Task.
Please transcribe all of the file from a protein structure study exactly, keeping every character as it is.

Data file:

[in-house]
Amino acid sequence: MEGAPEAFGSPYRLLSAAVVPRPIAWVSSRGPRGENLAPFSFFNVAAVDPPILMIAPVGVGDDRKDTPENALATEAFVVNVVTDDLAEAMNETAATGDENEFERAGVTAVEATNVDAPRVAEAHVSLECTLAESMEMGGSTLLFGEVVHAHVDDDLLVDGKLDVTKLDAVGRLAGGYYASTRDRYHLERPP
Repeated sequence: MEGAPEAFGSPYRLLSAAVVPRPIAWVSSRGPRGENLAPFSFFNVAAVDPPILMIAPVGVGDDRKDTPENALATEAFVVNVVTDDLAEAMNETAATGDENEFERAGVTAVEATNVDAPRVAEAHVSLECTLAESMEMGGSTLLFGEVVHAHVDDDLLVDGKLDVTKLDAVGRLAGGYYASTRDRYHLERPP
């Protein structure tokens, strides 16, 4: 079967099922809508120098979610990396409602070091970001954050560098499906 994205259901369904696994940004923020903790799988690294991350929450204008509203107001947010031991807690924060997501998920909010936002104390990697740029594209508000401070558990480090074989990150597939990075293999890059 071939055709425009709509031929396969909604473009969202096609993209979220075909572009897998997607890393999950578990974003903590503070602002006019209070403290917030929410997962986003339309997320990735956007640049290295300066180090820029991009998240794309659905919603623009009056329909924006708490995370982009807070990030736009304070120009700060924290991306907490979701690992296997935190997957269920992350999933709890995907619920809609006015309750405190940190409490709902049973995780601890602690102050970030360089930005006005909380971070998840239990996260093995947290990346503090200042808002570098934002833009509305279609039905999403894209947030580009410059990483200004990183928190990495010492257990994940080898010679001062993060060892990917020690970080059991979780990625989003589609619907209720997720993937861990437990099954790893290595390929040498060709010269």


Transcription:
[in-house]
Amino acid sequence: MEGAPEAFGSPYRLLSAAVVPRPIAWVSSRGPRGENLAPFSFFNVAAVDPPILMIAPVGVGDDRKDTPENALATEAFVVNVVTDDLAEAMNETAATGDENEFERAGVTAVEATNVDAPRVAEAHVSLECTLAESMEMGGSTLLFGEVVHAHVDDDLLVDGKLDVTKLDAVGRLAGGYYASTRDRYHLERPP
Repeated sequence: MEGAPEAFGSPYRLLSAAVVPRPIAWVSSRGPRGENLAPFSFFNVAAVDPPILMIAPVGVGDDRKDTPENALATEAFVVNVVTDDLAEAMNETAATGDENEFERAGVTAVEATNVDAPRVAEAHVSLECTLAESMEMGGSTLLFGEVVHAHVDDDLLVDGKLDVTKLDAVGRLAGGYYASTRDRYHLERPP
């Protein structure tokens, strides 16, 4: 079967099922809508120098979610990396409602070091970001954050560098499906 994205259901369904696994940004923020903790799988690294991350929450204008509203107001947010031991807690924060997501998920909010936002104390990697740029594209508000401070558990480090074989990150597939990075293999890059 071939055709425009709509031929396969909604473009969202096609993209979220075909572009897998997607890393999950578990974003903590503070602002006019209070403290917030929410997962986003339309997320990735956007640049290295300066180090820029991009998240794309659905919603623009009056329909924006708490995370982009807070990030736009304070120009700060924290991306907490979701690992296997935190997957269920992350999933709890995907619920809609006015309750405190940190409490709902049973995780601890602690102050970030360089930005006005909380971070998840239990996260093995947290990346503090200042808002570098934002833009509305279609039905999403894209947030580009410059990483200004990183928190990495010492257990994940080898010679001062993060060892990917020690970080059991979780990625989003589609619907209720997720993937861990437990099954790893290595390929040498060709010269």